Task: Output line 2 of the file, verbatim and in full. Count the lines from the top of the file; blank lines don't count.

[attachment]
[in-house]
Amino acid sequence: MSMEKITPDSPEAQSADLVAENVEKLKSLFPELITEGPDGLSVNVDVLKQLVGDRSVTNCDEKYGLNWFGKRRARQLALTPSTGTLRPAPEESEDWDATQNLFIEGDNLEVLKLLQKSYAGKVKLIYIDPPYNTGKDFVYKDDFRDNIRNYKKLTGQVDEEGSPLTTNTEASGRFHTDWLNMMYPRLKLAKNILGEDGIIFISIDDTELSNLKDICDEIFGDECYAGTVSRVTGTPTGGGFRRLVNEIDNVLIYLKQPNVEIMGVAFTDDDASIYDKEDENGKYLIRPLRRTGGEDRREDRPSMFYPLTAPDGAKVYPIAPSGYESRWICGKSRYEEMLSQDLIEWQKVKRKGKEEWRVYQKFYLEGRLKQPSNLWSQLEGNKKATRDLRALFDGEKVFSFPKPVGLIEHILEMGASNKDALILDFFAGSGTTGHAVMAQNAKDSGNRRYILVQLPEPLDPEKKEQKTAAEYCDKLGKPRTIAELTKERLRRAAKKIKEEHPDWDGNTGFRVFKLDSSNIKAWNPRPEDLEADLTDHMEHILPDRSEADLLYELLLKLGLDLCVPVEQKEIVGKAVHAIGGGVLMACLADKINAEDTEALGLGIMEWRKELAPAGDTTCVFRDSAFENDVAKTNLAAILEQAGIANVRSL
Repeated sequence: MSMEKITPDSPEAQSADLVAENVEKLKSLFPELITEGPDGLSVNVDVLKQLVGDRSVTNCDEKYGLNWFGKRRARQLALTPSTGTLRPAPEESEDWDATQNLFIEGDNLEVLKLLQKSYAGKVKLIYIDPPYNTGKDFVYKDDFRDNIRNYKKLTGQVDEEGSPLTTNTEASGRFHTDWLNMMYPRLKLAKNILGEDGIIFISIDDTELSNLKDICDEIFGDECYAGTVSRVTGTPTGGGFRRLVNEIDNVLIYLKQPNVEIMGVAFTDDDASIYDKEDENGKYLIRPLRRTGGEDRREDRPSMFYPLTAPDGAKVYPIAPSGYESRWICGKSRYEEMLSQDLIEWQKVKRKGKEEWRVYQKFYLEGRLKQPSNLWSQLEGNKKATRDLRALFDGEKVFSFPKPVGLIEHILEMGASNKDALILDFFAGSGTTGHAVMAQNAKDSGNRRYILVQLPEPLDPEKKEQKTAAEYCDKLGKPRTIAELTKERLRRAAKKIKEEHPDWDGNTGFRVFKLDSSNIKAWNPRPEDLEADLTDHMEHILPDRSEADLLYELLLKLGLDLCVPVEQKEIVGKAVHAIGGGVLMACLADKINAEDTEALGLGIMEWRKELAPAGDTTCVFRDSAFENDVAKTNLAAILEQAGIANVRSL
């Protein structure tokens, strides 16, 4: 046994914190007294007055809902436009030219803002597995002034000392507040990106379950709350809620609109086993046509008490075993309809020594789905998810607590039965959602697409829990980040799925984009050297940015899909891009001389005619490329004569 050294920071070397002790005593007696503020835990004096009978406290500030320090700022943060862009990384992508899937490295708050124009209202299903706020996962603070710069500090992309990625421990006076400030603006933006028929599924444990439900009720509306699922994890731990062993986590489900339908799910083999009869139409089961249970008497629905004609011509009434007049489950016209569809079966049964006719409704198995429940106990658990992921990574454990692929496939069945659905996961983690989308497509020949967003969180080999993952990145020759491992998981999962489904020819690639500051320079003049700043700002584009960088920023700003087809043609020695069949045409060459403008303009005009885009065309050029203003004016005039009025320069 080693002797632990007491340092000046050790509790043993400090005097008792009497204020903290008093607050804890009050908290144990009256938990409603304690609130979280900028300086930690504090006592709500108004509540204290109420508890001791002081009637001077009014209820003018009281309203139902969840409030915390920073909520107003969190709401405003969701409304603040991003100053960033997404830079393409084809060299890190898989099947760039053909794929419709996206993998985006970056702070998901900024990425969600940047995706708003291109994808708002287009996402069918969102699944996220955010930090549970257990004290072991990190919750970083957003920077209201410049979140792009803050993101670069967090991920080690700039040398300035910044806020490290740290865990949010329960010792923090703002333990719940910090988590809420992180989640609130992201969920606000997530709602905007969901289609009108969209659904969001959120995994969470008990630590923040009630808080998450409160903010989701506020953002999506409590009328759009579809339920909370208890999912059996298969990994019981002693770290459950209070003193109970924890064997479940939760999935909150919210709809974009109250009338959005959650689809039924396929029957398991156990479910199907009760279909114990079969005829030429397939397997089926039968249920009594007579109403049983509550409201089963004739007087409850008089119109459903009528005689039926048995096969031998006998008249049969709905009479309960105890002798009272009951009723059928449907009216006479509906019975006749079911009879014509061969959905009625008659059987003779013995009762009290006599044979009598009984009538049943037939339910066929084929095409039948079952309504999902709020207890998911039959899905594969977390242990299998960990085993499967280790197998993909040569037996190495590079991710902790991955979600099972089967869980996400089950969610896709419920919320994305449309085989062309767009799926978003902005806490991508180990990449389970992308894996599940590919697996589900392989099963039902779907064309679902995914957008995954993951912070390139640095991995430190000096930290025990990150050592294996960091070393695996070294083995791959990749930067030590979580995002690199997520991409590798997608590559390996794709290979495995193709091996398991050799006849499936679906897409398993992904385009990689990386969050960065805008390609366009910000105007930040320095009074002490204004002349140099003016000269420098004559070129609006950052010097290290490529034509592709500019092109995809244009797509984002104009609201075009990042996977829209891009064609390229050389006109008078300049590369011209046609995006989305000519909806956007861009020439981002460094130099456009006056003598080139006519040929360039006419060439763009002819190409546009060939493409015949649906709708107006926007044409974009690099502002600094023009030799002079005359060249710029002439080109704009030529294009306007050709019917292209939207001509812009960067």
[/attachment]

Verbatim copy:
Amino acid sequence: MSMEKITPDSPEAQSADLVAENVEKLKSLFPELITEGPDGLSVNVDVLKQLVGDRSVTNCDEKYGLNWFGKRRARQLALTPSTGTLRPAPEESEDWDATQNLFIEGDNLEVLKLLQKSYAGKVKLIYIDPPYNTGKDFVYKDDFRDNIRNYKKLTGQVDEEGSPLTTNTEASGRFHTDWLNMMYPRLKLAKNILGEDGIIFISIDDTELSNLKDICDEIFGDECYAGTVSRVTGTPTGGGFRRLVNEIDNVLIYLKQPNVEIMGVAFTDDDASIYDKEDENGKYLIRPLRRTGGEDRREDRPSMFYPLTAPDGAKVYPIAPSGYESRWICGKSRYEEMLSQDLIEWQKVKRKGKEEWRVYQKFYLEGRLKQPSNLWSQLEGNKKATRDLRALFDGEKVFSFPKPVGLIEHILEMGASNKDALILDFFAGSGTTGHAVMAQNAKDSGNRRYILVQLPEPLDPEKKEQKTAAEYCDKLGKPRTIAELTKERLRRAAKKIKEEHPDWDGNTGFRVFKLDSSNIKAWNPRPEDLEADLTDHMEHILPDRSEADLLYELLLKLGLDLCVPVEQKEIVGKAVHAIGGGVLMACLADKINAEDTEALGLGIMEWRKELAPAGDTTCVFRDSAFENDVAKTNLAAILEQAGIANVRSL